Caring for land is an intergenerational responsibility. For millennia, the ancestors had a deep connection to the land. However, this connection is fragile, with more and more people heading to cities and no longer choosing to live and work on land. The is a need to create employment opportunities for young people, especially in rural areas.

Land restoration is a shared responsibility everyone has a role to play because everyone has a stake in the future. Governments, businesses, communities and academic institutions, can restore together by seeking convergence and complementarity.




South Africa proudly joins the global community in celebrating WORLD OCEANS DAY (WOD) under the theme:


As a maritime nation bordered by three vast oceans — the Atlantic, Indian, and Southern — South Africa recognises the significance of our oceanic territory and the imperative to deepen our understanding and ensure protection of this invaluable ecosystem.

Objective of WOD 2024 is to highlight the vital role of oceans in shaping socio-economic realities and environmental sustainability. Oceans influence weather patterns, support diverse ecosystems, and provide livelihoods for millions of people worldwide, including 40% of South Africa's population residing within 100km of the coastline.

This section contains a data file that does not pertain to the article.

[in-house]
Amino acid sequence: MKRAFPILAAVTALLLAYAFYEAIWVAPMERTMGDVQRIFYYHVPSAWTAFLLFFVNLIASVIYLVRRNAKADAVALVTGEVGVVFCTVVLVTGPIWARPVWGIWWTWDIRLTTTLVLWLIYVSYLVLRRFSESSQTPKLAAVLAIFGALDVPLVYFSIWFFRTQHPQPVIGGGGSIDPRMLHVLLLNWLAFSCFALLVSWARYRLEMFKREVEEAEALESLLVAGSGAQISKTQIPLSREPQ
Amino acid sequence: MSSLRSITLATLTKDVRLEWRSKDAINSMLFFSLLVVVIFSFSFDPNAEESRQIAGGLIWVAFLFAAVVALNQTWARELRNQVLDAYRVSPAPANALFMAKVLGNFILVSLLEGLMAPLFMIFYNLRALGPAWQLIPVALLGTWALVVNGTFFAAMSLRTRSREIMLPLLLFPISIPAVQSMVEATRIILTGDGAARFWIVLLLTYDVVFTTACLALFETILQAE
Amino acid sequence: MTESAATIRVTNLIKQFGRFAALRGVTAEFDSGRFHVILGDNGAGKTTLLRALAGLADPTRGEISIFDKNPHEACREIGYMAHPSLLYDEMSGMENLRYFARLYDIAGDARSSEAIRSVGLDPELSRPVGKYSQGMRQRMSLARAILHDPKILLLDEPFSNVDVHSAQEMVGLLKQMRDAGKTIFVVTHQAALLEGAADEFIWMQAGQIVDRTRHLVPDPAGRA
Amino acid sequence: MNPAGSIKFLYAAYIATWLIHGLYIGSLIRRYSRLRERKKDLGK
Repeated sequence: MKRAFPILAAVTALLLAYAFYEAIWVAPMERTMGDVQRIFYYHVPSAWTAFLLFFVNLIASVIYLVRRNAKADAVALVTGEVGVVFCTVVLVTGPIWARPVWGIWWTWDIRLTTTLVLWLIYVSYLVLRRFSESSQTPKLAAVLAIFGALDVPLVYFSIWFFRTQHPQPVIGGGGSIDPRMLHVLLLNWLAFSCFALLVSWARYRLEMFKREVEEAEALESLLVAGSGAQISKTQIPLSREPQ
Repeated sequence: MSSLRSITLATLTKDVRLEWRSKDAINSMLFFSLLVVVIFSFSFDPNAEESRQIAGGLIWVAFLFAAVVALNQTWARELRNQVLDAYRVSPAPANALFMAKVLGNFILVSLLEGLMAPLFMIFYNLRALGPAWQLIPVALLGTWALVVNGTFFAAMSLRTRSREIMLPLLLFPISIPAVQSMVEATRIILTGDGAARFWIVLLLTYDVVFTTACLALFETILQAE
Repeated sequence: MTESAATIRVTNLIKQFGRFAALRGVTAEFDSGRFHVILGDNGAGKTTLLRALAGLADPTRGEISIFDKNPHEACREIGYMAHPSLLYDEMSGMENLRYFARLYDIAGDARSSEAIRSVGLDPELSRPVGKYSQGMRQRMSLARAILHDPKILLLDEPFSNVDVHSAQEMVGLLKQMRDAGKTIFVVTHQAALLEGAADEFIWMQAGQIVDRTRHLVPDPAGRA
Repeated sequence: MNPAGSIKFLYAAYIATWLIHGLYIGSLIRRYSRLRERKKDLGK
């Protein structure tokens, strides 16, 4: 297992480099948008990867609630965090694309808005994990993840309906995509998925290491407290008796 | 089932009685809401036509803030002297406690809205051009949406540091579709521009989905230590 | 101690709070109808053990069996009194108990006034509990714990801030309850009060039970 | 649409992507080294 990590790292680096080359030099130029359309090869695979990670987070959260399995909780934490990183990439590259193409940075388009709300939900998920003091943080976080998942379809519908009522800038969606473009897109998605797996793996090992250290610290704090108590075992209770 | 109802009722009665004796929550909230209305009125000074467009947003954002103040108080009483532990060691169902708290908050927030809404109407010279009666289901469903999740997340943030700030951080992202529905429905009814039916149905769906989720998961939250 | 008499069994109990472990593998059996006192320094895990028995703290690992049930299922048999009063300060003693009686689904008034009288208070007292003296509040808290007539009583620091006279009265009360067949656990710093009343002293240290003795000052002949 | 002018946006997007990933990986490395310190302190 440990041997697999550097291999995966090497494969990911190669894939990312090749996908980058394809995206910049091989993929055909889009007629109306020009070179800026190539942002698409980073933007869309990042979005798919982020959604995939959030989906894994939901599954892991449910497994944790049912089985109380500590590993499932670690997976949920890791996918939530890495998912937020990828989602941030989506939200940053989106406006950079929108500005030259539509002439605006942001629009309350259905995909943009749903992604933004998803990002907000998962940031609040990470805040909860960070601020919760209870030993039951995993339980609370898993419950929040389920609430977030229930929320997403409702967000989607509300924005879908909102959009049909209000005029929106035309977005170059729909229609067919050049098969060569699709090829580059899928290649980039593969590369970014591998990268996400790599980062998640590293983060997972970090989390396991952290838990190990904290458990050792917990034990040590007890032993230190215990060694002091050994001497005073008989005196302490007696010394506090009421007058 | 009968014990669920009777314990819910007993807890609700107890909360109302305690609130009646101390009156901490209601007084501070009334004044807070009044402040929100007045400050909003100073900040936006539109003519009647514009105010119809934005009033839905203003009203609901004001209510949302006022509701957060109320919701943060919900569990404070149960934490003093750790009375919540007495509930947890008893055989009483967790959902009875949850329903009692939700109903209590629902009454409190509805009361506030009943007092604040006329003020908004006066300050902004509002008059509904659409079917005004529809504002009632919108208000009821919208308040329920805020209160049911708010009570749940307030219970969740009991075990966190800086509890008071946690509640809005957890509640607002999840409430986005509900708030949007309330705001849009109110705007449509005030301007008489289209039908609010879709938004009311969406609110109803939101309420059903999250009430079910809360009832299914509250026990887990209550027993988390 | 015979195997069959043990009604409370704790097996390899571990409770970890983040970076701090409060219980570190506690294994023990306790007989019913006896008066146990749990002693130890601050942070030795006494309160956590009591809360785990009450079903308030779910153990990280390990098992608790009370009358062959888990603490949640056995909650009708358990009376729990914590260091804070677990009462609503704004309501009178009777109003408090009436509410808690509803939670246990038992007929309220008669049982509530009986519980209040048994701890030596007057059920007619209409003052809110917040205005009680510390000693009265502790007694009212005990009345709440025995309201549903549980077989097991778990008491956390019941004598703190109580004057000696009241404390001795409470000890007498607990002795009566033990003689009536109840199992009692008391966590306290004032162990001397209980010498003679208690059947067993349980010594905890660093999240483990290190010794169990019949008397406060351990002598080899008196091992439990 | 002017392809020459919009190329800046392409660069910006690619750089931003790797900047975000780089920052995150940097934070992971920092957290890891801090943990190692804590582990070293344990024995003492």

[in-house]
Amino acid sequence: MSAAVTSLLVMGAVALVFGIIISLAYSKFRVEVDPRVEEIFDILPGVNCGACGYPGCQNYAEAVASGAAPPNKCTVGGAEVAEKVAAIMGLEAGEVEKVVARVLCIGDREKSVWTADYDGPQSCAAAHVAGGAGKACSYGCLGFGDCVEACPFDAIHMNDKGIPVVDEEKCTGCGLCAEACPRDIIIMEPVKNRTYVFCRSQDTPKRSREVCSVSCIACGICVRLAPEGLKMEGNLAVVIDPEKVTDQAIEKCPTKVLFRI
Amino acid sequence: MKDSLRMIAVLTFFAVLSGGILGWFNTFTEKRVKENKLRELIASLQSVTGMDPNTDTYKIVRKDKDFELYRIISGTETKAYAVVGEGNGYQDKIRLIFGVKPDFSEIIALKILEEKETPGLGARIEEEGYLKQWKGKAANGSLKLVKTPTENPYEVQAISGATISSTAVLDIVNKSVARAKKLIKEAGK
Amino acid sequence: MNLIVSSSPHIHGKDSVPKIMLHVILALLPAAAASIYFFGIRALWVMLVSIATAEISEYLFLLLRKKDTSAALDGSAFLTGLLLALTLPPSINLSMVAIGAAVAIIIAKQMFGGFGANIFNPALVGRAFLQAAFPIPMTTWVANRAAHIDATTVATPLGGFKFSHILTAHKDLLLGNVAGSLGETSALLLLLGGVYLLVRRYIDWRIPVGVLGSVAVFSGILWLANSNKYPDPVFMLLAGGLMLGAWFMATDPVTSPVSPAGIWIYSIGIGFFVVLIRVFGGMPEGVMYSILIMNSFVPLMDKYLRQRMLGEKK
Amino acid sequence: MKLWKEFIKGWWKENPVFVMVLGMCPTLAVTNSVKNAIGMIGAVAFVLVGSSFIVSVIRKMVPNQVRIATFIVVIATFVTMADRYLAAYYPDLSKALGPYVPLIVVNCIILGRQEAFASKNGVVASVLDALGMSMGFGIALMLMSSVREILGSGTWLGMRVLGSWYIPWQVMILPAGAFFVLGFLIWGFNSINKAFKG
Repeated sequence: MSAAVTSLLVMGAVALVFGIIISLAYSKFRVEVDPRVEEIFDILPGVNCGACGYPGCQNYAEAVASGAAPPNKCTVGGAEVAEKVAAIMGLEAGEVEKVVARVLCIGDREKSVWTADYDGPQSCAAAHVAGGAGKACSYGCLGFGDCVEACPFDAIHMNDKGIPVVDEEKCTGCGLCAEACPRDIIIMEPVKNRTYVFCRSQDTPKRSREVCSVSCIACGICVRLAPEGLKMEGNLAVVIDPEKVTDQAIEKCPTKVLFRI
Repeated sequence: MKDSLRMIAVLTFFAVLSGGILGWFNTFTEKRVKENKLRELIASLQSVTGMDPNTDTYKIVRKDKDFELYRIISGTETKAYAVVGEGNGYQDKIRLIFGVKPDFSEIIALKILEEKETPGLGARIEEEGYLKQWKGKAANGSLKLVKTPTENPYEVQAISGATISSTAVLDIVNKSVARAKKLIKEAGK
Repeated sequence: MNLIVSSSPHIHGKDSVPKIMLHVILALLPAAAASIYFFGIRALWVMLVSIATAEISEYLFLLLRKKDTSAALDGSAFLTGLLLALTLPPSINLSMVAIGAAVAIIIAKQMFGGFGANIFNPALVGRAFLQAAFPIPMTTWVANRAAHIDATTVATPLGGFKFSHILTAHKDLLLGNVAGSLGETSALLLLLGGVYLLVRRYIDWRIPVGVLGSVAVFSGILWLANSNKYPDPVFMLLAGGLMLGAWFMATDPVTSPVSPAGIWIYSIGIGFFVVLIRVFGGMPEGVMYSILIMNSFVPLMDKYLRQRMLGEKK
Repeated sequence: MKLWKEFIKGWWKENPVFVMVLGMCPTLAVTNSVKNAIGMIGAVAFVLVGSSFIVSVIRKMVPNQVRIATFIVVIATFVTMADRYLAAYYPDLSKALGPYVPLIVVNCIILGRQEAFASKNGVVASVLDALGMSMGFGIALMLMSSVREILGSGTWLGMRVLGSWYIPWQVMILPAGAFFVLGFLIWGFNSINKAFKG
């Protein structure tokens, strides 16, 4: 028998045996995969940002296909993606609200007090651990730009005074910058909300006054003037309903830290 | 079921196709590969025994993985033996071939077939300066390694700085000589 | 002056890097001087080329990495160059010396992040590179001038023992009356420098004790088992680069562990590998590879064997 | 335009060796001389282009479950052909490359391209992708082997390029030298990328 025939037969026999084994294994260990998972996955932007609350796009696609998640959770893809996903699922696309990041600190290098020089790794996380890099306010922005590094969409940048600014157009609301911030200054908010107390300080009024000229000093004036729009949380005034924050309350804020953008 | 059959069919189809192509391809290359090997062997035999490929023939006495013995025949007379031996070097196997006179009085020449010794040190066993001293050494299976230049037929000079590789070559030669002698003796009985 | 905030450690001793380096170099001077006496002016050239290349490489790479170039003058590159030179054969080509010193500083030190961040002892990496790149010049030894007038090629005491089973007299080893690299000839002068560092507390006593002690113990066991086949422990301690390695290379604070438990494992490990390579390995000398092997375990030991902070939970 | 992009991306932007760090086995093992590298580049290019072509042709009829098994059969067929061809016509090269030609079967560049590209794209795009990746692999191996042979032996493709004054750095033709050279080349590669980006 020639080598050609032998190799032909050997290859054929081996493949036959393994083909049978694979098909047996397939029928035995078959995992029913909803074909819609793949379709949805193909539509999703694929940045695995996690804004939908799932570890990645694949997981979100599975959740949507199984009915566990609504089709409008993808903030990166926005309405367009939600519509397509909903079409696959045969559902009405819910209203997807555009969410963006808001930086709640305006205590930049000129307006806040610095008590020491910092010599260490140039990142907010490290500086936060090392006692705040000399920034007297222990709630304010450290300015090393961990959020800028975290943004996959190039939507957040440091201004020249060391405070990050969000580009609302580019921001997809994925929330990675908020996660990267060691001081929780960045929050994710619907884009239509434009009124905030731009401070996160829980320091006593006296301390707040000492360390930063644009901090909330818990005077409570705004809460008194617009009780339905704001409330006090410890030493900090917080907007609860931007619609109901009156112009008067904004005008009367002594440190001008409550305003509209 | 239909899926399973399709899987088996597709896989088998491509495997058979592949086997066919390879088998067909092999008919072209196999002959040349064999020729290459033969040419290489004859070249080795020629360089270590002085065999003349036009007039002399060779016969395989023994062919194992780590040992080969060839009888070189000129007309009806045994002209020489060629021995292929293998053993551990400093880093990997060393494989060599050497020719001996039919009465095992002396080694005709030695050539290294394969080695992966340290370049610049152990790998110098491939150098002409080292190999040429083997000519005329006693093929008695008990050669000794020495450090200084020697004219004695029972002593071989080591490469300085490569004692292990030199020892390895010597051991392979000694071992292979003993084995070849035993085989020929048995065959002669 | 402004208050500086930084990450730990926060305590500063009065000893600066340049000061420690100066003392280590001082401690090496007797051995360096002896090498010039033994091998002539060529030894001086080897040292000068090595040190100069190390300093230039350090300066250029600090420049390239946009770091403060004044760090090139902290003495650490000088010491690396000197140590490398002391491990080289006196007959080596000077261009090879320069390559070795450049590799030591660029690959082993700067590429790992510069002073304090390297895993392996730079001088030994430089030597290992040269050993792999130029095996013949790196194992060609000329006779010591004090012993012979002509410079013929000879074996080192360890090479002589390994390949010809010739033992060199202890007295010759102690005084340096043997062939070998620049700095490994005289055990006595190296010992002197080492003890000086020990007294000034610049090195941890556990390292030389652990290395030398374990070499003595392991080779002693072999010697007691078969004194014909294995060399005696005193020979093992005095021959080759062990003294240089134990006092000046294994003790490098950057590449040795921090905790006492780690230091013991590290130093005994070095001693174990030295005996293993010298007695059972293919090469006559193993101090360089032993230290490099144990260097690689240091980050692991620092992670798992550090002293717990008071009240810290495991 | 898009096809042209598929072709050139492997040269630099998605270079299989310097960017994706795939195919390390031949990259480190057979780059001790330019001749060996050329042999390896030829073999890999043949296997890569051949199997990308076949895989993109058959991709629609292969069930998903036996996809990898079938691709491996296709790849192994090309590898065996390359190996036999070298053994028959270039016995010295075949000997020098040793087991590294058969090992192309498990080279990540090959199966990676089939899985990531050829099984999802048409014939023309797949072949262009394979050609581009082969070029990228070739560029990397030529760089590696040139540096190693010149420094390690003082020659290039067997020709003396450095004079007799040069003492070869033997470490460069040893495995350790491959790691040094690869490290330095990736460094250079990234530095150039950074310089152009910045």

"The theme 'Awaken New Depths' encapsulates our commitment to explore and harness the immense potential of our oceans. Through concerted efforts, we aim to enhance our understanding of marine environments and promote sustainable use for the benefit of current and future generations," said Minister of Forestry, Fisheries, and the Environment, Ms Barbara Creecy.

Citizens are urged to play their part in minimising marine pollution by adopting sustainable practices such as reducing littering, participating in beach clean-ups, and recycling materials.